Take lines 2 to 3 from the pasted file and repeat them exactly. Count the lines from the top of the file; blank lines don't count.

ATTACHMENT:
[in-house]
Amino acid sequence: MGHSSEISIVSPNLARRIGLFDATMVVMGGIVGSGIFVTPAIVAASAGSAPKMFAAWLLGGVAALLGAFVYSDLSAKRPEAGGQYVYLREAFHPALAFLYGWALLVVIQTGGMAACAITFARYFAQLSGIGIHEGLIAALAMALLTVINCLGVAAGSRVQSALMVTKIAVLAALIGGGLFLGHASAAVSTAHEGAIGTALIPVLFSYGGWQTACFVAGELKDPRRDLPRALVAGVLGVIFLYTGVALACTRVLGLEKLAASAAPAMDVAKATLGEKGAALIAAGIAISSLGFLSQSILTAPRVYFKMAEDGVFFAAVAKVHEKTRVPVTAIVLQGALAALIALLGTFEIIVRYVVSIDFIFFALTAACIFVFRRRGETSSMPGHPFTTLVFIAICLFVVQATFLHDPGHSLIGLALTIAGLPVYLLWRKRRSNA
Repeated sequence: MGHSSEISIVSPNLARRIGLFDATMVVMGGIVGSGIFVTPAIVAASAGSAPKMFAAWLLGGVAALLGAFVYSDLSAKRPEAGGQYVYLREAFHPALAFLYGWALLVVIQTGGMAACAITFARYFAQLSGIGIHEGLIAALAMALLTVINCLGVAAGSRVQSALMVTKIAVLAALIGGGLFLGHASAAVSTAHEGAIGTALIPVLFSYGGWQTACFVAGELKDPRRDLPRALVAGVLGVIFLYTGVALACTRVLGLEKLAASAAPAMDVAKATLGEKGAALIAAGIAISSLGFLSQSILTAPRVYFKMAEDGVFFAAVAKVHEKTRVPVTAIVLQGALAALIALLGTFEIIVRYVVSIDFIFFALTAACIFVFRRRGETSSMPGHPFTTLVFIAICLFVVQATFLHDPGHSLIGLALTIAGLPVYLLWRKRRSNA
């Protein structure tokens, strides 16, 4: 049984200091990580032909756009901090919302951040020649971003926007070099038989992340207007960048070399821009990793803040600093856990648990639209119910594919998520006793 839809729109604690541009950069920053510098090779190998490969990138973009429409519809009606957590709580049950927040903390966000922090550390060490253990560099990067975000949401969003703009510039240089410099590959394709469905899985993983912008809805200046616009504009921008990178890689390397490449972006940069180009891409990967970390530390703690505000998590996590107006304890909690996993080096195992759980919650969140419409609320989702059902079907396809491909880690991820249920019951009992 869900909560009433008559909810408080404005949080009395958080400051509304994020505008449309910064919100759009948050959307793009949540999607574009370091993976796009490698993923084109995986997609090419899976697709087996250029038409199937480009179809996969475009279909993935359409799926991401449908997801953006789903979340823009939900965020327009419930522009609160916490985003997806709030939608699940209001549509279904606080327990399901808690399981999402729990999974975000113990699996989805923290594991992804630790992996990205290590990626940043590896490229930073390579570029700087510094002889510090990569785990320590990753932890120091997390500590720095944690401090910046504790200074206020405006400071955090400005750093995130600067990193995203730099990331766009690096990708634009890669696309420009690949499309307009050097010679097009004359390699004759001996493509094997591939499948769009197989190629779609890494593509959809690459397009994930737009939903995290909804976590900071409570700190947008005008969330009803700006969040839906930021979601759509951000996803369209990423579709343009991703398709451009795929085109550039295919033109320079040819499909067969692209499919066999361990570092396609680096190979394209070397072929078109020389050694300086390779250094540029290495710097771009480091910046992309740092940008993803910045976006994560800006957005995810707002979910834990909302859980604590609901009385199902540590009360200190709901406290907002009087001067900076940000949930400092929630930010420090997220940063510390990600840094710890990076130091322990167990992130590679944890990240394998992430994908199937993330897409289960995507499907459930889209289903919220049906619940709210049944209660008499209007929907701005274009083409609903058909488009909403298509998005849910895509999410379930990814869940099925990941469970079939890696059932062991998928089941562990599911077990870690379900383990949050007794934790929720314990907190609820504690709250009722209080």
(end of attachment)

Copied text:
Amino acid sequence: MGHSSEISIVSPNLARRIGLFDATMVVMGGIVGSGIFVTPAIVAASAGSAPKMFAAWLLGGVAALLGAFVYSDLSAKRPEAGGQYVYLREAFHPALAFLYGWALLVVIQTGGMAACAITFARYFAQLSGIGIHEGLIAALAMALLTVINCLGVAAGSRVQSALMVTKIAVLAALIGGGLFLGHASAAVSTAHEGAIGTALIPVLFSYGGWQTACFVAGELKDPRRDLPRALVAGVLGVIFLYTGVALACTRVLGLEKLAASAAPAMDVAKATLGEKGAALIAAGIAISSLGFLSQSILTAPRVYFKMAEDGVFFAAVAKVHEKTRVPVTAIVLQGALAALIALLGTFEIIVRYVVSIDFIFFALTAACIFVFRRRGETSSMPGHPFTTLVFIAICLFVVQATFLHDPGHSLIGLALTIAGLPVYLLWRKRRSNA
Repeated sequence: MGHSSEISIVSPNLARRIGLFDATMVVMGGIVGSGIFVTPAIVAASAGSAPKMFAAWLLGGVAALLGAFVYSDLSAKRPEAGGQYVYLREAFHPALAFLYGWALLVVIQTGGMAACAITFARYFAQLSGIGIHEGLIAALAMALLTVINCLGVAAGSRVQSALMVTKIAVLAALIGGGLFLGHASAAVSTAHEGAIGTALIPVLFSYGGWQTACFVAGELKDPRRDLPRALVAGVLGVIFLYTGVALACTRVLGLEKLAASAAPAMDVAKATLGEKGAALIAAGIAISSLGFLSQSILTAPRVYFKMAEDGVFFAAVAKVHEKTRVPVTAIVLQGALAALIALLGTFEIIVRYVVSIDFIFFALTAACIFVFRRRGETSSMPGHPFTTLVFIAICLFVVQATFLHDPGHSLIGLALTIAGLPVYLLWRKRRSNA